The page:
Part 1 of A Sustaining Higher Ed Blog Series
Sustaining Higher Ed is a monthly blog dedicated to helping college administrators and board trustees lead their organizations toward greater financial stability so they can stay on mission during challenging times.
As colleges and universities manage resources, whether in normal times or the current extraordinary pandemic, one financial principle seems regularly to reassert itself: Cash is king. This principle holds for any industry, but it takes particular twists and turns in higher education. Indeed, cash is king, but in higher education, the king has a remarkable wardrobe. “Cash” may represent the cash line on the balance sheet, fund balances for departments (essentially a “net asset” measure), earnings on investments (whether distributed or not and whether realized or not), unexpended receipts from bond issues or capital gifts, or an internally defined measure of institutional “reserves.” Throw in the dimension of time, where measures of cash could vary based on yesterday’s results, projected receipts and outlays, and the ability to convert assets/liabilities into cash, and CFOs are left with the unenviable task of providing clear and consistent communication about their institution’s cash position and prospects.
This is the first in a four-part series of posts designed to assist CFOs as they manage and communicate their institution’s cash position. The first two posts support conversations a CFO will likely have with stakeholders outside the finance division, while the second two posts address management challenges located within the finance division. Topics for the four posts include the following:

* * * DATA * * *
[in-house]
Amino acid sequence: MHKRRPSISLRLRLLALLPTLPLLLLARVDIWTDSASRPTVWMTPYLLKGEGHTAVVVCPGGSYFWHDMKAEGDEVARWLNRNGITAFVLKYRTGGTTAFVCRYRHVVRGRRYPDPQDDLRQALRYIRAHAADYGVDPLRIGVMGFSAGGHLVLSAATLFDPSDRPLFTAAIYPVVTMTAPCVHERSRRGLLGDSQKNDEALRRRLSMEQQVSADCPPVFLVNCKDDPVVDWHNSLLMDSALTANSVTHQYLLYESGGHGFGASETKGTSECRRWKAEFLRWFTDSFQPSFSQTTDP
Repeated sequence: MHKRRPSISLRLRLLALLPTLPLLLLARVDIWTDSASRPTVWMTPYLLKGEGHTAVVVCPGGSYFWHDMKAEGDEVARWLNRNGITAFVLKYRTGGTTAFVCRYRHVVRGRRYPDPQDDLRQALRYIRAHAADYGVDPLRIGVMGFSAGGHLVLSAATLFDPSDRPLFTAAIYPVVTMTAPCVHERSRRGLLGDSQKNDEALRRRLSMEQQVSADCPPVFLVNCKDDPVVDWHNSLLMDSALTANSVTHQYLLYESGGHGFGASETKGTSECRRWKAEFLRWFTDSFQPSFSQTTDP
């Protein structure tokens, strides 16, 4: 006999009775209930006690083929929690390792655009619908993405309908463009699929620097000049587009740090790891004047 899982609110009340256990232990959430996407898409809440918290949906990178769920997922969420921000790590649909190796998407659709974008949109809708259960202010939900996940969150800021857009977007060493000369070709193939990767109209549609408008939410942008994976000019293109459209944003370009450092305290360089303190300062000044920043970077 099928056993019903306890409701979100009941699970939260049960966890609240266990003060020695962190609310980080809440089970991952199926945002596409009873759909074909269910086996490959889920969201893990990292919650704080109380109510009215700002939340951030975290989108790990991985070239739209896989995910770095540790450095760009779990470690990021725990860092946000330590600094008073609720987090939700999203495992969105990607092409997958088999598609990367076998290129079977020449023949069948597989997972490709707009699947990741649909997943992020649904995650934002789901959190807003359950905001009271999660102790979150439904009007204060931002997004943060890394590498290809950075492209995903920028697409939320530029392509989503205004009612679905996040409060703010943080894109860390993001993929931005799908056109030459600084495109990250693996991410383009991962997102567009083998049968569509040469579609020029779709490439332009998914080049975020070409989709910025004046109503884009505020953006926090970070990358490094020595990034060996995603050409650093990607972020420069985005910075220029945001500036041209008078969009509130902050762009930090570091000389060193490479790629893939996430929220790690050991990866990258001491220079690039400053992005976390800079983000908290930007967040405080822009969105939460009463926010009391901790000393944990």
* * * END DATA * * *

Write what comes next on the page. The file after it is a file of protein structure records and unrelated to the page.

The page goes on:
- Setting the Table: Common Terminology and Questions for All Stakeholders
- Measures and Metrics for Budgeting and Planning
- Cash Modeling Do’s and Don’ts
- Cash versus Investments: Balancing Higher Returns with Higher Risks
Setting the Table: Common Terminology and Questions for All Stakeholders
CFOs have many stakeholders outside the finance division. Primary stakeholders include the board of trustees, president, provost, deans, vice presidents, and often selected faculty or department managers. Bond rating agencies such as Moody’s Investors Service or Standard & Poor’s are important constituents as well. Given myriad cash and liquidity definitions in higher education, it is understandable that cash-related conversations among these stakeholders are challenging and often frustrating or inconclusive. Following are definitions for some key cash terminology. We also use these definitions to respond to common questions we encounter as we work with colleges and universities. A shared understanding of these key terms and questions may shift conversations from ambiguity and misunderstanding toward more constructive dialogue about the appropriate amounts and use of cash.
At a minimum, all stakeholders should have a shared understanding of the following seven terms when discussing the cash position of an institution, school, or department.
Dollars available for operating purposes in the institution’s bank account(s)
Dollars invested in securities (e.g., certificates of deposit, stocks, bonds, real estate, private equity). Some investments may be liquid (i.e., converted into cash) within a day’s notice (e.g., common stock), while other investments may require more than a year to convert to cash (e.g., private equity). Likewise, the value of some investments may change little from day to day (e.g., bonds), while the value of other investments may change a lot from day to day (e.g., stocks).
Any gift where the donor has stipulated that the gift must be used for specific purposes.
Market value of original gifts that donors stipulated be “managed in perpetuity” plus any undistributed investment earnings on those gifts. Distributions of investment earnings on the gift are used for the purpose specified by the donor. Institutions are legally obligated to manage, invest, and utilize these funds in manners consistent with both the donor’s gift agreement and their state’s adoption of the Uniform Prudent Management of Institutional Funds Act (UPMIFA).